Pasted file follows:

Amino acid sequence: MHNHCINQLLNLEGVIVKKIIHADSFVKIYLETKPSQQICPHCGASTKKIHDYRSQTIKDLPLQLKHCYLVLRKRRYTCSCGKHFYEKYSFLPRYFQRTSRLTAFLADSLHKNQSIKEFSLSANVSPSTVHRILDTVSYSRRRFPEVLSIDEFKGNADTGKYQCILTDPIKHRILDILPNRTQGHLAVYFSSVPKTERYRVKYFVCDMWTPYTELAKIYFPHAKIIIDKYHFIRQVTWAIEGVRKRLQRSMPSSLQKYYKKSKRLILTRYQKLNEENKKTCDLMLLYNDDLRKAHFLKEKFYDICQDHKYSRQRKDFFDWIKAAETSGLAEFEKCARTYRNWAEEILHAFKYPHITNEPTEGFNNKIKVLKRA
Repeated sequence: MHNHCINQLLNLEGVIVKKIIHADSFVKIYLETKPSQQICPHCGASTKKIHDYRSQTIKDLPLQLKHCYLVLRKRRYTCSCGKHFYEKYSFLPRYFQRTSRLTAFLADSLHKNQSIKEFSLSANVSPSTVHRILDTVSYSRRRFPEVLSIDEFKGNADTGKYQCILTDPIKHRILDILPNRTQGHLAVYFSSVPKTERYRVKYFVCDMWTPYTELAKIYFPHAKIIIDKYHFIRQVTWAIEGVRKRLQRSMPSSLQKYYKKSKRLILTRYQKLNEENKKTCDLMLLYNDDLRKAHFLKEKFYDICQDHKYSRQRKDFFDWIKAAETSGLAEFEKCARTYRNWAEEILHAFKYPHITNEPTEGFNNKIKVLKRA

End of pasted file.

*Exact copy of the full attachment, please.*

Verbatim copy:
Amino acid sequence: MHNHCINQLLNLEGVIVKKIIHADSFVKIYLETKPSQQICPHCGASTKKIHDYRSQTIKDLPLQLKHCYLVLRKRRYTCSCGKHFYEKYSFLPRYFQRTSRLTAFLADSLHKNQSIKEFSLSANVSPSTVHRILDTVSYSRRRFPEVLSIDEFKGNADTGKYQCILTDPIKHRILDILPNRTQGHLAVYFSSVPKTERYRVKYFVCDMWTPYTELAKIYFPHAKIIIDKYHFIRQVTWAIEGVRKRLQRSMPSSLQKYYKKSKRLILTRYQKLNEENKKTCDLMLLYNDDLRKAHFLKEKFYDICQDHKYSRQRKDFFDWIKAAETSGLAEFEKCARTYRNWAEEILHAFKYPHITNEPTEGFNNKIKVLKRA
Repeated sequence: MHNHCINQLLNLEGVIVKKIIHADSFVKIYLETKPSQQICPHCGASTKKIHDYRSQTIKDLPLQLKHCYLVLRKRRYTCSCGKHFYEKYSFLPRYFQRTSRLTAFLADSLHKNQSIKEFSLSANVSPSTVHRILDTVSYSRRRFPEVLSIDEFKGNADTGKYQCILTDPIKHRILDILPNRTQGHLAVYFSSVPKTERYRVKYFVCDMWTPYTELAKIYFPHAKIIIDKYHFIRQVTWAIEGVRKRLQRSMPSSLQKYYKKSKRLILTRYQKLNEENKKTCDLMLLYNDDLRKAHFLKEKFYDICQDHKYSRQRKDFFDWIKAAETSGLAEFEKCARTYRNWAEEILHAFKYPHITNEPTEGFNNKIKVLKRA